After a few days of good feelings and weeks of relative quiet, we’re starting to see the divide between NFL owners and players open up again in public.
The issue that has risen to the top of the negotiations, and that prompted a new set of public sparring Tuesday and Wednesday, is transparency: the players say they don’t have enough information on what the owners are making, the owners say they’ve offered plenty of detail.
It might sound procedural, but it’s not. The issue is central to the argument over how to split the league’s revenue and, as in any business dispute, the money fight is the linchpin of these negotiations. NFL owners want more of the $9 billion the league brings in. The players say they’re not willing to concede any until they see proof that the owners really need it.
Money, and the way it is split, is the reason we’re seeing this spat in the first place: the owners opted out of the current CBA after realizing it gave away too much for their tastes; they didn’t go through all this trouble to walk away without getting something back. It’s a question now of how much they can extract. The union, though, has made clear it’s not going to give up any of its share unless it sees real evidence that the owners actually need a bigger slice of the pie.
The debate has grown contentious enough that it has spilled into public view, a change from recent days when both sides kept the talks behind closed doors. Today in Washington NFL general counsel Jeff Pash said the issue should be behind the two sides by now.
“I don't think there should be any issue of disclosure, I don't think there should be any issue of transparency," Pash said, according to the Associated Press. The league offered to give the players five years of data on profitability, according to a report today from the AP, which cited an anonymous source familiar with the negotiations. UPDATE: The NFL Network later reported that the league offered aggregated profit data, not team-by-team information. The NFLPA wants team-by-team financials, including details on overhead costs, such as stadiums, according to the network's Albert Breer.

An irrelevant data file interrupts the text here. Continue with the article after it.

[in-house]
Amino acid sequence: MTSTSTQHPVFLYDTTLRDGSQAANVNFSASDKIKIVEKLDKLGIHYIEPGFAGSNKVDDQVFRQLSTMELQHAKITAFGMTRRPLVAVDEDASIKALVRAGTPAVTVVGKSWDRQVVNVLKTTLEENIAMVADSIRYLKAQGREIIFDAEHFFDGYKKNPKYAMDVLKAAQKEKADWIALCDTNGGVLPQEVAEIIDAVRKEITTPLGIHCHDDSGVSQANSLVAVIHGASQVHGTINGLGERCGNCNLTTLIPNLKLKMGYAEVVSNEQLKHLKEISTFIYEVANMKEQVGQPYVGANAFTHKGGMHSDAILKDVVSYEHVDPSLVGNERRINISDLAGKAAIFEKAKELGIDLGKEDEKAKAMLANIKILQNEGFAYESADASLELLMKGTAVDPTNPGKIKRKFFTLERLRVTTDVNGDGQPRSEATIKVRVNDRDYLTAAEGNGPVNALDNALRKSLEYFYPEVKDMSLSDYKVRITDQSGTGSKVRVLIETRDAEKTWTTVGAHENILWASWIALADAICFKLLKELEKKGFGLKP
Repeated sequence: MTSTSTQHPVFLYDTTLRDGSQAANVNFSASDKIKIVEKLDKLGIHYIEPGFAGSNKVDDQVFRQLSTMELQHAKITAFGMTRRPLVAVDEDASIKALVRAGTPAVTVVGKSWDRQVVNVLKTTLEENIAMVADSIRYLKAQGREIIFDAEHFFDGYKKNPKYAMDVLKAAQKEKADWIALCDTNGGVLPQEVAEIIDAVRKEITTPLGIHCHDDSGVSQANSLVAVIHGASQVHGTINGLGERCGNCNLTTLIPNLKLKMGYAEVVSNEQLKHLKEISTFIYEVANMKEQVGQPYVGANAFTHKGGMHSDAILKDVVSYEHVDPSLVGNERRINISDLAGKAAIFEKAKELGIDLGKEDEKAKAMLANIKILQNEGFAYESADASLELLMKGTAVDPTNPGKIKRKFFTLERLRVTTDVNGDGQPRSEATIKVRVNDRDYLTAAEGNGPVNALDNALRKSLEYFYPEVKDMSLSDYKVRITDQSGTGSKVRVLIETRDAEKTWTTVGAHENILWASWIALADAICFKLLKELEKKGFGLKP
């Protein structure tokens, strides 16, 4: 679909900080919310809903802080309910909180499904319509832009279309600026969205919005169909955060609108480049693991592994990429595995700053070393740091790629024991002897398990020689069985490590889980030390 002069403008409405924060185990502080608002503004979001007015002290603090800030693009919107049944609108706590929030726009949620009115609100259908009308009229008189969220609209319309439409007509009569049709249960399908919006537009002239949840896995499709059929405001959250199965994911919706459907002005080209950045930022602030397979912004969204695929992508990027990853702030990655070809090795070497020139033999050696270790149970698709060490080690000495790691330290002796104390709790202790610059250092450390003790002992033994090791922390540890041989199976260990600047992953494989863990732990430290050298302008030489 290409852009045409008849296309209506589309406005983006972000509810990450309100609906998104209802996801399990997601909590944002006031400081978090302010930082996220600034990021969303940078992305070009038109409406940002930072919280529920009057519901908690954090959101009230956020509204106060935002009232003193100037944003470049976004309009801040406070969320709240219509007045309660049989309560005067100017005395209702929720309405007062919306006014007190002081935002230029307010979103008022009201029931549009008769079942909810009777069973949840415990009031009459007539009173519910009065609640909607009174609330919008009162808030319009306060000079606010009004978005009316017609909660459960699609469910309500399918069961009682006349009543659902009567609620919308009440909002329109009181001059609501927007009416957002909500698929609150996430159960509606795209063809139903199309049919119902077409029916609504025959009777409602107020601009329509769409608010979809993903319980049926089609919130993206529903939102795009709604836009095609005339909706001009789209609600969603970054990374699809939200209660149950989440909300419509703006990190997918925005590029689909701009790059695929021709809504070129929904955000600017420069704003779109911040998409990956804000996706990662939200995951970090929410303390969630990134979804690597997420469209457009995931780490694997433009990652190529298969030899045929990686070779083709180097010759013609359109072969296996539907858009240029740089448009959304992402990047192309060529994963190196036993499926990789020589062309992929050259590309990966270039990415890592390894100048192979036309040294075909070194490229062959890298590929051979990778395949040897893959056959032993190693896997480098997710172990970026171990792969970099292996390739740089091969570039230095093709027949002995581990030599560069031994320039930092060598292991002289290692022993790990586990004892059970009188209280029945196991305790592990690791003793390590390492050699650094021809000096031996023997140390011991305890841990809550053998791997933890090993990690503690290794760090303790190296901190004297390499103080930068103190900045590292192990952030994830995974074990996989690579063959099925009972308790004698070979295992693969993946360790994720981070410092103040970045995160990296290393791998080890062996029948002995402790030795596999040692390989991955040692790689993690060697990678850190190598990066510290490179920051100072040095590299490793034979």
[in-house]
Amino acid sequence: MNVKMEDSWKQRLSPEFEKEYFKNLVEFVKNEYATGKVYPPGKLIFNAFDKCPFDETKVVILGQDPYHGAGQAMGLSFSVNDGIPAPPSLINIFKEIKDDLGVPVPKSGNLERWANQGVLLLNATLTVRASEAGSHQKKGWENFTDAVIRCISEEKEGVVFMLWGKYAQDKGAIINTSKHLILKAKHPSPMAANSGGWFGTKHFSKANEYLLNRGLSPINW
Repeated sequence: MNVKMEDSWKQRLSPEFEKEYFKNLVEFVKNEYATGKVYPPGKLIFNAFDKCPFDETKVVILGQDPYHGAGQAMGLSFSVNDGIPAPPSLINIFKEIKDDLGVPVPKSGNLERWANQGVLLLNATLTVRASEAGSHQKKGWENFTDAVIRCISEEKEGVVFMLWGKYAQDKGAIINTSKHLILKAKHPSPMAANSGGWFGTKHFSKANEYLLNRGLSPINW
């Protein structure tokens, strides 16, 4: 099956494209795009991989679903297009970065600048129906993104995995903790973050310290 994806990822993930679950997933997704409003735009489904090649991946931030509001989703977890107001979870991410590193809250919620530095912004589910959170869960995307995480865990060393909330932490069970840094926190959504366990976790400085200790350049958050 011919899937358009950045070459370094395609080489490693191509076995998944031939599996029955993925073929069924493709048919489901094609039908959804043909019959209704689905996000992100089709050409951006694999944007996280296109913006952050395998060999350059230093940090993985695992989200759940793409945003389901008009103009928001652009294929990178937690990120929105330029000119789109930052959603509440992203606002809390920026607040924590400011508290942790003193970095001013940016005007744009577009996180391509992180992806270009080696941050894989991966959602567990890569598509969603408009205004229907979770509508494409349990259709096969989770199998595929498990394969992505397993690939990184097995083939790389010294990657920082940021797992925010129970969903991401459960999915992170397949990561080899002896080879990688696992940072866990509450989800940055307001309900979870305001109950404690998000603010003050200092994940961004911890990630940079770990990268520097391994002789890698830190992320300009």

Pash’s comments and the leak arrive a day after the union took its argument public, with NFLPA executive committee member Scott Fujita telling AP and the NFL Network that the league’s offer so far “hasn’t been sufficient.”
“We’re being asked to give back almost a billion dollars, so it’s important for us to adequately analyze and interpret the little bit of information that’s been provided,” Fujita said.
The players hired an unnamed bank to help them analyze whatever data they get. The league and players still have three days before their CBA extension ends, so there is time for this to get worked out. We have already seen how a deadline can spur action – or at least an extension. But at the moment, the rhetoric is going in the wrong direction for fans who want to see a deal.
Eagles president Joe Banner has been in Washington all week as well, we've confirmed. He's part of a league sub-committee that deals with some of the issues key to the labor fight. Banner is helping work on the NFL's proposals for a rookie wage scale, among other issues.